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Ridge Hannemann Alkonis, then a junior-grade lieutenant, works aboard the guided-missile destroyer USS Fitzgerald in the Timor Sea, July 9, 2015.

Ridge Hannemann Alkonis, then a junior-grade lieutenant, works aboard the guided-missile destroyer USS Fitzgerald in the Timor Sea, July 9, 2015. (Patrick Dionne/U.S. Navy)

YOKOSUKA NAVAL BASE, Japan — Navy Lt. Ridge Alkonis, convicted of causing the deaths of two Japanese citizens last year, reported to a Japanese prison on Monday after U.S politicians voiced disappointment with Japan’s handling of his case. 

Alkonis, 34, of Claremont, Calif., was sentenced in October in Shizuoka District Court to three years in prison for negligent driving causing death. The Tokyo High Court rejected his appeal on July 13.

U.S. Naval Forces Japan spokeswoman Cmdr. Katie Cerezo confirmed by phone Tuesday that Alkonis reported to the Tokyo High Court’s Prosecutors Office on Monday and was taken to the Tokyo Detention House for processing. She said he’ll ultimately be placed in Yokosuka Prison, although the timeline for that is unclear, she said.

Alkonis was driving on May 29, 2021, in Shizuoka prefecture, about two hours from Yokosuka, when his car plowed into pedestrians and parked cars outside a soba restaurant in Fujinomiya. Alkonis, his wife and three children were returning from a hike on Mount Fuji.

A woman, 85, died that day; her son-in-law, 54, died June 11, 2021. A second woman, 53, the daughter and wife of the other victims, was injured.

Alkonis testified Aug. 24 that a case of mountain, or altitude, sickness caused him to lose consciousness behind the wheel. The Shizuoka District Court and the Tokyo High Court dismissed his argument.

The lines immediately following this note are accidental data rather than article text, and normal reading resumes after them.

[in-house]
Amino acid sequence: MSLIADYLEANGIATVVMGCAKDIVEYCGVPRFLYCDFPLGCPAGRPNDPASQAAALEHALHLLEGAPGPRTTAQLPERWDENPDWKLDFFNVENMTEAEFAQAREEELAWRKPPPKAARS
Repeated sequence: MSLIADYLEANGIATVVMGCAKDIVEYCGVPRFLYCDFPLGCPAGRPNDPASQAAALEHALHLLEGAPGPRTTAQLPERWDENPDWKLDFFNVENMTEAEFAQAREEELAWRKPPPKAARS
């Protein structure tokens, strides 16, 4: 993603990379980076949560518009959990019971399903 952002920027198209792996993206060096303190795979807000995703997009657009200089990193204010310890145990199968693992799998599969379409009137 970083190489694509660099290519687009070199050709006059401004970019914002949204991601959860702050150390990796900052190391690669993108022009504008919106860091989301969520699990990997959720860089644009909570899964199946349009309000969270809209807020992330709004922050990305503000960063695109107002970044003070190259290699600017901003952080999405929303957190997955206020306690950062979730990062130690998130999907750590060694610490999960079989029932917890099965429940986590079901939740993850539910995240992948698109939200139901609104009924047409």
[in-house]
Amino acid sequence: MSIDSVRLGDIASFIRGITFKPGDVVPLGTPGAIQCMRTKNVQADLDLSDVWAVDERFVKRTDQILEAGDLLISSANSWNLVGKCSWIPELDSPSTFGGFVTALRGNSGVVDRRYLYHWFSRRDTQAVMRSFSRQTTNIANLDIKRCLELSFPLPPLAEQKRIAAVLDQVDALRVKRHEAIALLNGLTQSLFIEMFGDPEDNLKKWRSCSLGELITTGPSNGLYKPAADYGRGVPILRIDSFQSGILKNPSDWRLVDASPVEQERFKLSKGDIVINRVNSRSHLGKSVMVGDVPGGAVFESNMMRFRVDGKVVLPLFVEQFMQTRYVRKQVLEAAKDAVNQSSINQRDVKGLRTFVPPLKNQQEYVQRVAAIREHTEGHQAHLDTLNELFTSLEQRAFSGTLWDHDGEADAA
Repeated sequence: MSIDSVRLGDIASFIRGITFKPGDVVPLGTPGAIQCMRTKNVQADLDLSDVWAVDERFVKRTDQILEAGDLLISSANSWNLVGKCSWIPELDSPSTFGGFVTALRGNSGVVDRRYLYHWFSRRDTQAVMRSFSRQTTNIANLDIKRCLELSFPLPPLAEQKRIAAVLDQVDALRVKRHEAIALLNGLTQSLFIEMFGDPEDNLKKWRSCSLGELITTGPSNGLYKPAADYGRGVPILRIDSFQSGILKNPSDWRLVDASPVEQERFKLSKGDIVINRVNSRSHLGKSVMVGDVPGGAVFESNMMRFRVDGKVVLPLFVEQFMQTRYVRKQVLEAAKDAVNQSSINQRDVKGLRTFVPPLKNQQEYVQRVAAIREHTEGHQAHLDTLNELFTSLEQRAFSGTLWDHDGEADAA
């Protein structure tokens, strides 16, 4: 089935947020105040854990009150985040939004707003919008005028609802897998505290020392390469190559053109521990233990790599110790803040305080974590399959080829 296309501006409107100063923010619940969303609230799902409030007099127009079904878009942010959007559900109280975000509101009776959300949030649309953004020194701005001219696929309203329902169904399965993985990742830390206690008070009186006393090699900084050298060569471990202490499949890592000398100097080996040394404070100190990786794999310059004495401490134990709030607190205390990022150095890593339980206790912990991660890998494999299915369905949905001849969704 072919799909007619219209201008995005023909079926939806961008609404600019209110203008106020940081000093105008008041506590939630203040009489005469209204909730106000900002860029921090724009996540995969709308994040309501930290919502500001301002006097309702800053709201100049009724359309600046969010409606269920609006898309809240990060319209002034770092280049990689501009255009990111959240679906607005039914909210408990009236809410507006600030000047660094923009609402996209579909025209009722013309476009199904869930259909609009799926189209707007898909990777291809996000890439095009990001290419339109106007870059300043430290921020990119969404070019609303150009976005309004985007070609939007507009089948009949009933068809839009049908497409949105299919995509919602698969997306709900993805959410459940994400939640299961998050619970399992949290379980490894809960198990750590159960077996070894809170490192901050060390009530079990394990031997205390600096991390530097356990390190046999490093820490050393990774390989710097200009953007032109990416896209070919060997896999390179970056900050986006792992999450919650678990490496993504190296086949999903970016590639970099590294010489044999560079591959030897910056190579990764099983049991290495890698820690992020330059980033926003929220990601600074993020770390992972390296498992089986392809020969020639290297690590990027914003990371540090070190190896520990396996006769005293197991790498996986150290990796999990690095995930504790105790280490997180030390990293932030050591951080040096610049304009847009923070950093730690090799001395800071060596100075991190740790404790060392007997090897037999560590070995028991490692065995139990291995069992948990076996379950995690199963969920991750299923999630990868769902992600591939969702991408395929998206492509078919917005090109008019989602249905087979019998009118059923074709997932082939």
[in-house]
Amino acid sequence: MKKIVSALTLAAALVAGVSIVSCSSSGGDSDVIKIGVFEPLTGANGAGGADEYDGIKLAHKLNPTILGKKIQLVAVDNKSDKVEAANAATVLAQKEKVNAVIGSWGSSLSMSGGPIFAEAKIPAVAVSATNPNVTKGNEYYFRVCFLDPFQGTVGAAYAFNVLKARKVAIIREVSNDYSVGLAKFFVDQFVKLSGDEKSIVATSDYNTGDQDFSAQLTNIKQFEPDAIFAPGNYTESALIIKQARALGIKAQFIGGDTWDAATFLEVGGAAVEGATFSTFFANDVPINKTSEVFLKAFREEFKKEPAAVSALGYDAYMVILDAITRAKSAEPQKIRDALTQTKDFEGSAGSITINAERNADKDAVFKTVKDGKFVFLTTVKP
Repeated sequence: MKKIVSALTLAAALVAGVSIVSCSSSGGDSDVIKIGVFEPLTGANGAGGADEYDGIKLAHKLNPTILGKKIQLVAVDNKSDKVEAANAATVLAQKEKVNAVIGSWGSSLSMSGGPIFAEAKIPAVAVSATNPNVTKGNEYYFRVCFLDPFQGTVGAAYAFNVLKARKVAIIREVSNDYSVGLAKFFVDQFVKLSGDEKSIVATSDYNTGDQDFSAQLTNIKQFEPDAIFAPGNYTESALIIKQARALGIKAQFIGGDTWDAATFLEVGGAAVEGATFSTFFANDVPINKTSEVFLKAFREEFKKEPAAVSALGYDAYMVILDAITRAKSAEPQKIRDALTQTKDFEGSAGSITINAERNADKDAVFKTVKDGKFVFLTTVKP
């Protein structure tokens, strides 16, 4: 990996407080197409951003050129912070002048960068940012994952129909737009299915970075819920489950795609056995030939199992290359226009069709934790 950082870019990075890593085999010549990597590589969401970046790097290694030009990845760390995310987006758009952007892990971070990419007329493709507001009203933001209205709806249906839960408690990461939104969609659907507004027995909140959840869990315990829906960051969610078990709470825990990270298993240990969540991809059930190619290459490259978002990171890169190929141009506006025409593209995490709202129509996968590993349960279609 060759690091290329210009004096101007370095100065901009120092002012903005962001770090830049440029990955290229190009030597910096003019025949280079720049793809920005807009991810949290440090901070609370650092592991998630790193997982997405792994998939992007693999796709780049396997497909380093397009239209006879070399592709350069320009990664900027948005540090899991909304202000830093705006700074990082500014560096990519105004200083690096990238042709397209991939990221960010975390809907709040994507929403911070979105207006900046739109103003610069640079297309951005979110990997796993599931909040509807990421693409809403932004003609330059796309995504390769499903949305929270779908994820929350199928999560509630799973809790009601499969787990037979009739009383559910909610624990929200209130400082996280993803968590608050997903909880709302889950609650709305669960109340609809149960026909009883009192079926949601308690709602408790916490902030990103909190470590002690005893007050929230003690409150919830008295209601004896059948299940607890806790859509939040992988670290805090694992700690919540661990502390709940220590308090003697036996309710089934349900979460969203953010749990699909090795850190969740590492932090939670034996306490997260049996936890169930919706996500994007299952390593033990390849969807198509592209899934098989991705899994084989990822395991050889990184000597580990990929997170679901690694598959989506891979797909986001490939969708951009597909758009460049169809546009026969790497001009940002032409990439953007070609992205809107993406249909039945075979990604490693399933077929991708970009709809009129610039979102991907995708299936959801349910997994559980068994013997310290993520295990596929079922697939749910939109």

After the high court ruled on July 13, U.S. politicians called on President Joe Biden to intervene in Alkonis’ case, pleas also made by Alkonis’ wife, Brittany, and his parents on U.S. network TV.

Rep. Mike Levin, D-Calif., on July 22 said the trial process was unfair to Alkonis and violated the status of forces agreement that outlines the rights and responsibilities of individuals affiliated with the U.S. military in Japan.  Congresswoman Aumua Amata Radewagen, a Republican from Samoa, speaking in the House on July 20, said she was “deeply troubled by Japan’s mistreatment” of Alkonis and called on Biden and U.S. Ambassador to Japan Rahm Emanuel to act. 

“These abuses are hurting the U.S.-Japan alliance exactly when it needs to be strengthened,” she said. 

On Monday, Sen. Mike Lee, R-Utah, tweeted that the U.S. should consider reevaluating SOFA if “this is how Japan is going to treat U.S. military personnel who have done NOTHING wrong …”

The veteran advocacy group Pipe Hitters Foundation alleges that Japanese authorities violated SOFA by unjustly holding Alkonis for 26 days after the crash, according to its website. It also alleged SOFA was violated because “the judge’s ruling was not made immediately.” The foundation was not immediately available for clarification.

Under SOFA, Japanese authorities are required to release offenders to U.S. custody unless they can deem “adequate cause and necessity” to continue holding them. The foundation also alleged Alkonis’ human rights were violated by lengthy interrogations and sleep deprivation. 

Aspects of Alkonis’ treatment, however, appear to be the norm in Japan. Suspects in criminal cases may be held up to 23 days without an opportunity to post a release bond until they’re formally charged, according to information from the Japan Federation of Bar Associations. 

Alkonis was formally charged within 23 days of the incident. Police may question a suspect in a closed interrogation room for a long time over many sessions without an attorney present, according to the bar associations. Video or audio recordings are required only in cases to be tried by juries, also called lay judges, and those in which public prosecutors make their own investigations.

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Alex Wilson covers the U.S. Navy and other services from Yokosuka Naval Base, Japan. Originally from Knoxville, Tenn., he holds a journalism degree from the University of North Florida. He previously covered crime and the military in Key West, Fla., and business in Jacksonville, Fla.
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